Olympian tells personal stories of facing racism
When John Carlos was young, he saw a white police officer hit an African-American man sleeping on the ground with his baton to wake him up.
“It put me into shock. [I wondered] why did that happened? Why didn’t he do that a different way?” said the 1968 Olympic Bronze track and field medalist, who infamously raised his fist at the podium to salute the Black Power Movement.
Carlos knew something was wrong when his father first told him all people in the world are not treated equal.
“I started thinking something’s broken, something isn’t right,” he said to University students and faculty Friday in the Lucy Stone Hall auditorium on Livingston campus while sharing his experience growing up with racial inequalities.
Carlos realized to what extent people were treated differently when he watched a fire department destroy an African-American family’s home.
“Someone ran and called the fire department because they saw smoke coming out a window,” he said. “So the fire department comes … with their axes, and they’re throwing furniture out the window, they’re throwing clothes out the window.”
He was confused as to why the firemen were throwing things outside if there was no fire and nothing burning.
“It didn’t take me long to figure out what was going on. It made me understand right then at a very early age that if you’re not in the equation, nobody’s thinking about you,” he said.
As Carlos experienced discrimination growing up, he found himself fighting for equality through boycott demonstrations and protests.
“You can’t let people dictate to you and not use your brain, [but] you have to say I have a brain to determine what’s right or wrong,” he said.
Carlos said a few of his teammates discussed boycotting the Olympic games while riding on a train. They decided to display Black Power banners on the side of the train to begin their boycott.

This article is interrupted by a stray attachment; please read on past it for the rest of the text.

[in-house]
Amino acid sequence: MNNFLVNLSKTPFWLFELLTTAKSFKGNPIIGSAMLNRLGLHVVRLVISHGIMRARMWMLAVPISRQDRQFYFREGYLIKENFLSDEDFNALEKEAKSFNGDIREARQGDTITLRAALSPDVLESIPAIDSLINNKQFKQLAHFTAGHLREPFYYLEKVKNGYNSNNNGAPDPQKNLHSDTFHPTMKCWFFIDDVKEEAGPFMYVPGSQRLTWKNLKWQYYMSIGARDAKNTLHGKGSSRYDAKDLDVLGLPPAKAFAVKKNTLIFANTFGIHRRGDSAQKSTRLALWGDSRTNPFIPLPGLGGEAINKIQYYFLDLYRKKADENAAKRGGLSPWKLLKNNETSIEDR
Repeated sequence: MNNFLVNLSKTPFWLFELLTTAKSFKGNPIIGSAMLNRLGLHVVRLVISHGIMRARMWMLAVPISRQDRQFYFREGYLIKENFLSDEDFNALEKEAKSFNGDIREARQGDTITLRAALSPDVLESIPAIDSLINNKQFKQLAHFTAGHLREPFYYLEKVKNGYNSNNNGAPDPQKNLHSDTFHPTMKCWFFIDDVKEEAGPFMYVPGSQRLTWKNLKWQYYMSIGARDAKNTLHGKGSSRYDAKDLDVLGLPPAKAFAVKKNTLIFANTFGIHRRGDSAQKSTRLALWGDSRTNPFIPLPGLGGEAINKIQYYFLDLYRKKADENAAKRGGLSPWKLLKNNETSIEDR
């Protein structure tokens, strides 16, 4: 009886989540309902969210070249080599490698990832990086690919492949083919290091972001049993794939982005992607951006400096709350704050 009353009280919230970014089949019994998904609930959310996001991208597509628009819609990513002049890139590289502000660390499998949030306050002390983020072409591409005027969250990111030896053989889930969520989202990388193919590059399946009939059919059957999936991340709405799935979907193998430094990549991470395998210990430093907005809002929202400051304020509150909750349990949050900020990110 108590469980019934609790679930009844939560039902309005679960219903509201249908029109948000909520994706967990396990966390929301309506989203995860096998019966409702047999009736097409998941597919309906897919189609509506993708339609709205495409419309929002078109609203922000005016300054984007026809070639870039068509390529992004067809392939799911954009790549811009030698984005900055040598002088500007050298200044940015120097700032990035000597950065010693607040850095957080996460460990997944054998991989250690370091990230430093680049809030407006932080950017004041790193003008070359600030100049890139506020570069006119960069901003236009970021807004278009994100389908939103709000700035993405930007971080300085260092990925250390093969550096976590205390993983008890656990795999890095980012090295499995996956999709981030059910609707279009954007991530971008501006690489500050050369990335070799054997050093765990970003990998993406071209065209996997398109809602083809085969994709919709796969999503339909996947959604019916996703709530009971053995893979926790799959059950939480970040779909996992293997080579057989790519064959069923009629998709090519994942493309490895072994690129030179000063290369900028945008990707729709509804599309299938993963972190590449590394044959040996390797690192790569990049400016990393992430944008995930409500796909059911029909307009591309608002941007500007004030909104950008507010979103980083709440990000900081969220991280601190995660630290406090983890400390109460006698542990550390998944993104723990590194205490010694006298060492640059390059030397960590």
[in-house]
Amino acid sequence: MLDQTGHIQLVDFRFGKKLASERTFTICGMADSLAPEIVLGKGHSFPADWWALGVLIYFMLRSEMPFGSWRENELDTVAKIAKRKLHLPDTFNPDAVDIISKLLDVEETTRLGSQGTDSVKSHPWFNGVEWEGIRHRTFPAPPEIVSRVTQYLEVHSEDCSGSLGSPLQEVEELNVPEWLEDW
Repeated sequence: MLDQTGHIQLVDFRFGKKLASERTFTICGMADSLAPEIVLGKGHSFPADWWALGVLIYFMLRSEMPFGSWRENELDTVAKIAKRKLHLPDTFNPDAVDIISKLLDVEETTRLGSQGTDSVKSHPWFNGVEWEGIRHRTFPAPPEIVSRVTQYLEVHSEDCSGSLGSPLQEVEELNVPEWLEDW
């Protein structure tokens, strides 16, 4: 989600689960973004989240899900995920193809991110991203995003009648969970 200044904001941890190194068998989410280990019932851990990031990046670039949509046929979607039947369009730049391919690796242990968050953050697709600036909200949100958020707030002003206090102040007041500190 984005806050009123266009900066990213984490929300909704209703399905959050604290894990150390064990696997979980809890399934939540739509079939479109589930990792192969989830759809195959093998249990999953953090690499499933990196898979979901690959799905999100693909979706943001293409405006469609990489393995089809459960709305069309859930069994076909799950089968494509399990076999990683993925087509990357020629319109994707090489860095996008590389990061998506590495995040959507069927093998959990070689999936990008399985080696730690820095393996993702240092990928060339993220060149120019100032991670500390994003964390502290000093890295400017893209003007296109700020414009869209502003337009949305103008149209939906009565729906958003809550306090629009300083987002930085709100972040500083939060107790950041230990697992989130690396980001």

“As we were rolling and everyone saw these banners, they start shooting missiles and firebombs at the train,” he said. “And the train is smoking, the train’s on fire. I see everyone was in a panic and saw a lot of people through the smoke jumping, bailing.”
The fire on the train burned Carlos, but he went on to participate in the Olympic games where he silently protested racial discrimination with his salute.
Steven Miller, a professor in the University’s Department of Journalism and Media Studies, said Carlos’ actions largely affected the country.
“The impact that this one act of civil disobedience had on the country and the world is immeasurable,” Miller said. “It not only brought recognition to the plights of African Americans, but also it showed that you can do things in a non-violent constructive way.”
Kristen Ferris, a School of Arts and Sciences first-year student, said she found Carlos’ account of his life moving and finds it to be relevant today.
“Today you still see these things happening,” she said. “I feel like our society’s moving in a more positive direction, but there’s still evidence of what he was going through today, and you still see it.”
Miller said it is important for University students to understand the plight of African Americans during the Civil Rights Movement so history does not repeat itself.
“There are people who come before you who had laid the path out for you to be able to become the person you are and make the country the way it is,” he said. “[John] Carlos is one of those people.”
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